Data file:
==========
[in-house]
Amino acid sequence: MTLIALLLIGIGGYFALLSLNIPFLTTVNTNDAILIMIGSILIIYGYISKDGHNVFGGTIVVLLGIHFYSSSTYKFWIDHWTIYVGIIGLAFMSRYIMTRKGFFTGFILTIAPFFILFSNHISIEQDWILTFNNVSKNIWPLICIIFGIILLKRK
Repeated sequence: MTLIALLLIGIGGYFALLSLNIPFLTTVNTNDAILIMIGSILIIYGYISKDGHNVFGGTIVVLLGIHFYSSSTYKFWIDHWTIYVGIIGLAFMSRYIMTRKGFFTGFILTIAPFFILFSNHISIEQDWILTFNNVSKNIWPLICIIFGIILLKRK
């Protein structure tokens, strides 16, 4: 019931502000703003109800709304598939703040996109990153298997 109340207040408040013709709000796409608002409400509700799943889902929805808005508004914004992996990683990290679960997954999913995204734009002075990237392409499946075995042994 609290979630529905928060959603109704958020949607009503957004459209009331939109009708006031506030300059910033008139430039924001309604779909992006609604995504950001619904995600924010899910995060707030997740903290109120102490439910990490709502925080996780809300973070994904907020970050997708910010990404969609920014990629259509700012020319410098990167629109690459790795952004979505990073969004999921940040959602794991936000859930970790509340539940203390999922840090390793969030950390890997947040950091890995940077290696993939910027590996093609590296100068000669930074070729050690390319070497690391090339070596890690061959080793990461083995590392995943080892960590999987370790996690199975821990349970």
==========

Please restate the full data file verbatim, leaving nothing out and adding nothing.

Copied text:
[in-house]
Amino acid sequence: MTLIALLLIGIGGYFALLSLNIPFLTTVNTNDAILIMIGSILIIYGYISKDGHNVFGGTIVVLLGIHFYSSSTYKFWIDHWTIYVGIIGLAFMSRYIMTRKGFFTGFILTIAPFFILFSNHISIEQDWILTFNNVSKNIWPLICIIFGIILLKRK
Repeated sequence: MTLIALLLIGIGGYFALLSLNIPFLTTVNTNDAILIMIGSILIIYGYISKDGHNVFGGTIVVLLGIHFYSSSTYKFWIDHWTIYVGIIGLAFMSRYIMTRKGFFTGFILTIAPFFILFSNHISIEQDWILTFNNVSKNIWPLICIIFGIILLKRK
């Protein structure tokens, strides 16, 4: 019931502000703003109800709304598939703040996109990153298997 109340207040408040013709709000796409608002409400509700799943889902929805808005508004914004992996990683990290679960997954999913995204734009002075990237392409499946075995042994 609290979630529905928060959603109704958020949607009503957004459209009331939109009708006031506030300059910033008139430039924001309604779909992006609604995504950001619904995600924010899910995060707030997740903290109120102490439910990490709502925080996780809300973070994904907020970050997708910010990404969609920014990629259509700012020319410098990167629109690459790795952004979505990073969004999921940040959602794991936000859930970790509340539940203390999922840090390793969030950390890997947040950091890995940077290696993939910027590996093609590296100068000669930074070729050690390319070497690391090339070596890690061959080793990461083995590392995943080892960590999987370790996690199975821990349970």